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I just graduated from high school. How can I make my life meaningful?

Congratulations! Now you will be thrown out into the wide world to learn how to be an adult. Don’t be scared; it’s just the ride. You’re on a ride. It will go up and down, thrill and scare you, but in the end, when you die, it’s all just been the ride.

Your last teen years and your twenties will be interesting, to say the least. You’ll make a lot of bad choices, which is totally normal, natural, and a healthy part of growing up. Don’t be too afraid of making bad choices. If you try not to hurt anyone, use birth control always, prevent STDs, go to the doctor when you need to, and stay away from hard drugs (no one tries crack, meth, or heroin just once), you’ll probably be just fine. Don’t get me Happy Fishes CCwrong; use your best judgment as often as you can. Just remember that everyone is imperfect and we all mess up sometimes. Nothing great has ever been accomplished through guilt or shame.

Your brain will stop changing and will be fully developed around age 25 if you’re a woman and age 27 if you’re a man, so you’ve still got a lot of personal growth and change coming. You’re not fully an adult yet.

For now, your job in your personal development is to figure out what you like and don’t like, what makes you happy, and how to feel better when you feel bad. A note though: don’t turn to alcohol to make your problems go away. If you do this often, you will become dependent and eventually have to give it up for good. Addiction is real and will really mess up your relationships and your life. If you only drink when you feel okay, you may be able to use alcohol successfully for the rest of your life.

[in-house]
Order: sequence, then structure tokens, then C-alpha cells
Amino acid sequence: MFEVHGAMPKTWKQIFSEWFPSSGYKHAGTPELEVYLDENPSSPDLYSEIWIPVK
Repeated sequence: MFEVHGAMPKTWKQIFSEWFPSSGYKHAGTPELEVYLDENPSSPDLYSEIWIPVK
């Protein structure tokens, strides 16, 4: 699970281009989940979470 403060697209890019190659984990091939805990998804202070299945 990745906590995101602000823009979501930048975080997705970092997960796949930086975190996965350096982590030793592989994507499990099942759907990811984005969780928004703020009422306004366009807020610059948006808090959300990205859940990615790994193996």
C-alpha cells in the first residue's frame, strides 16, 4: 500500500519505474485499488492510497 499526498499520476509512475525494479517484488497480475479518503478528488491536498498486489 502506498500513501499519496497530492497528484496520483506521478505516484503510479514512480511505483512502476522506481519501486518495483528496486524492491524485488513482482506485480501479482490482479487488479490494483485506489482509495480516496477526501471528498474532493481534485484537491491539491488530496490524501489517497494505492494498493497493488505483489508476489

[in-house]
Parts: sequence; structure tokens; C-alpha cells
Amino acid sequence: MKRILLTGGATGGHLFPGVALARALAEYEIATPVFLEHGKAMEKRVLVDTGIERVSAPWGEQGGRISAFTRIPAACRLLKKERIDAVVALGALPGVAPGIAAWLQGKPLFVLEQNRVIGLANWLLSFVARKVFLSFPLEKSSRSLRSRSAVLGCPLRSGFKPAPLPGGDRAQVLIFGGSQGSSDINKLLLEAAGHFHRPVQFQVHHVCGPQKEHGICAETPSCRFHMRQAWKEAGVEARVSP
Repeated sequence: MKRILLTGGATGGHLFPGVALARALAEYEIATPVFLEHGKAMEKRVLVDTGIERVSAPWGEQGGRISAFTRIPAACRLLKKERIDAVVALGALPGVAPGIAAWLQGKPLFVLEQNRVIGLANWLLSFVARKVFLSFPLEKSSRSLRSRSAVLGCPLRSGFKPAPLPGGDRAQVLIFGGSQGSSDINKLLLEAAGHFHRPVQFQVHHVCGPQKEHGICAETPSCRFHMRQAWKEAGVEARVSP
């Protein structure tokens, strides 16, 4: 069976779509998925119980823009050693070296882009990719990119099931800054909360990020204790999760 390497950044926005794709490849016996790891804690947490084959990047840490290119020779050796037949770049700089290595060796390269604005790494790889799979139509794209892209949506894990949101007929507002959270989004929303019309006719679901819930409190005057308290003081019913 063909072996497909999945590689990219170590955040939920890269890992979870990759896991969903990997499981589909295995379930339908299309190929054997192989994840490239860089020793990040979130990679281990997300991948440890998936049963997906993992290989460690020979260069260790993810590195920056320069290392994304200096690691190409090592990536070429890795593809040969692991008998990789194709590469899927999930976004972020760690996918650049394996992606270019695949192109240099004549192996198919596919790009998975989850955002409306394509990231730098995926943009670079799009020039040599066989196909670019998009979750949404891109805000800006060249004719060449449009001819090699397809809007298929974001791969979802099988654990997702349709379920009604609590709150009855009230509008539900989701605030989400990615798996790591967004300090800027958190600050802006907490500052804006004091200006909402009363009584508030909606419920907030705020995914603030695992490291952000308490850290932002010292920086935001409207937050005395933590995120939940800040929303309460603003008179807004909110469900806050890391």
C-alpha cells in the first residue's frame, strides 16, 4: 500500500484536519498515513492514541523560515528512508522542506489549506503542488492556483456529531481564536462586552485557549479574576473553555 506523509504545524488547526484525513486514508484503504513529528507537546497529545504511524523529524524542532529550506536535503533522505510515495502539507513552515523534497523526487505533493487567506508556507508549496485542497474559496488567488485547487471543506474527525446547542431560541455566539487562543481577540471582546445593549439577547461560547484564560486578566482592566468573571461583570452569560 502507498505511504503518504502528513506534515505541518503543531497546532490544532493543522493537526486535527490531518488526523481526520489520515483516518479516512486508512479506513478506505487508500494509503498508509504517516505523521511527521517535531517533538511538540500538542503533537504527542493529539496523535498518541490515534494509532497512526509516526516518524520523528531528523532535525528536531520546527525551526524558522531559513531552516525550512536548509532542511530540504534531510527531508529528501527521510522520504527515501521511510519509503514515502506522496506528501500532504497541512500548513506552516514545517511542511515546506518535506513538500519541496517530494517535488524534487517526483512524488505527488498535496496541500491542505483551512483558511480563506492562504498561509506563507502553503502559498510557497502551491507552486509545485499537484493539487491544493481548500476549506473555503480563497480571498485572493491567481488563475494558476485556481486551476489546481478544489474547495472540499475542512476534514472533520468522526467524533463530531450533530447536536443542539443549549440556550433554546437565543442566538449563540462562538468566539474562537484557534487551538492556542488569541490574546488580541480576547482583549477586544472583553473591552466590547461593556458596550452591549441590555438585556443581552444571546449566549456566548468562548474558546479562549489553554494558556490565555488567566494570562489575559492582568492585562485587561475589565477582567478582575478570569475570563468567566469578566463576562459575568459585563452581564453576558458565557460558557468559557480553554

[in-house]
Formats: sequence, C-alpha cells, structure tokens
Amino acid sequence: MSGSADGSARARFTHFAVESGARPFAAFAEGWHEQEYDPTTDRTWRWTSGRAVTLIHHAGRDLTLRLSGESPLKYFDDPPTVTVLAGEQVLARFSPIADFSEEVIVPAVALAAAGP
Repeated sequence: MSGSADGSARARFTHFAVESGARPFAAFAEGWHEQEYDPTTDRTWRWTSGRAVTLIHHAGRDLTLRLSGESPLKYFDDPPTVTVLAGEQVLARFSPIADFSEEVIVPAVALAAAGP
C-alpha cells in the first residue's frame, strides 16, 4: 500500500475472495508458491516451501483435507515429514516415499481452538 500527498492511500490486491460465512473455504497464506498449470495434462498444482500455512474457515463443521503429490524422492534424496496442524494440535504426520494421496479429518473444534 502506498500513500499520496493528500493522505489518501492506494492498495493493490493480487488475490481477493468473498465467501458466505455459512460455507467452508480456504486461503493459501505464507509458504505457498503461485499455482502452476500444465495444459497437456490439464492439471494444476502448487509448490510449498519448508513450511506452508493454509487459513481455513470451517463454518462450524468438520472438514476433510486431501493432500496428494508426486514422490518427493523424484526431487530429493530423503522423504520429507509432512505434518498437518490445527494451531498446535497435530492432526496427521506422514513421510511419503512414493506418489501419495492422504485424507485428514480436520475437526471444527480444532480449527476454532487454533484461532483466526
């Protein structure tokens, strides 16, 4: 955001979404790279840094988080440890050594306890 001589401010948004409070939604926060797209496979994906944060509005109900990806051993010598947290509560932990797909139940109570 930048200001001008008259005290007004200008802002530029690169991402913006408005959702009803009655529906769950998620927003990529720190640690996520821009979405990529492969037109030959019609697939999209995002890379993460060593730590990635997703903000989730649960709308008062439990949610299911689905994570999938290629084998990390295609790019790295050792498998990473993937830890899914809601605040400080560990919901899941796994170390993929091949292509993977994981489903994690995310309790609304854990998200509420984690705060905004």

There is no universal purpose or meaning to life. Everyone has to decide on their own what they want the purpose of their life to be. I decided that the purpose of my life is to learn, love people, and spread knowledge about mental illness. I get to decide, because my life is mine alone, and I’m the one who has to live it.

One of the ways everyone can make their life more meaningful is through practicing mindfulness. The internet will have better explanations of mindfulness than I can fit in a post, but the idea is bringing yourself fully into the present moment through various techniques, actions, or thought processes. When you get into the moment, it’s beautiful. The more you can get there, the happier you’ll be. There have been clinical studies on the effectiveness of mindfulness on mental health.

As far as giving your specific life meaning, I suggest you write about your feelings often. Try to pay attention to what basic things make you happy and find a way to form a life around them. If you really like plants, go work at a nursery and build a garden at home, or get a job in a local park. If you like walking around outside, get a job as a letter deliverer. If you like babies, go work at a daycare. If you like cooking, be a cook. You don’t have to be a doctor or lawyer or business executive to be happy. You don’t have to be rich to be happy, although it is much better for Continue reading

Why Now Is The Best Time To Be Mentally Ill

This is the best time in the history of the world to be mentally ill. We have psychiatrists, drugs, psychologists, scientific researchers, therapists, hospitals, and we are working toward public knowledge of mental health as a legitimate concern. Many people know what depression or anxiety mean, and can list names of other psychiatric conditions as well, even though they may not be able to name the symptoms.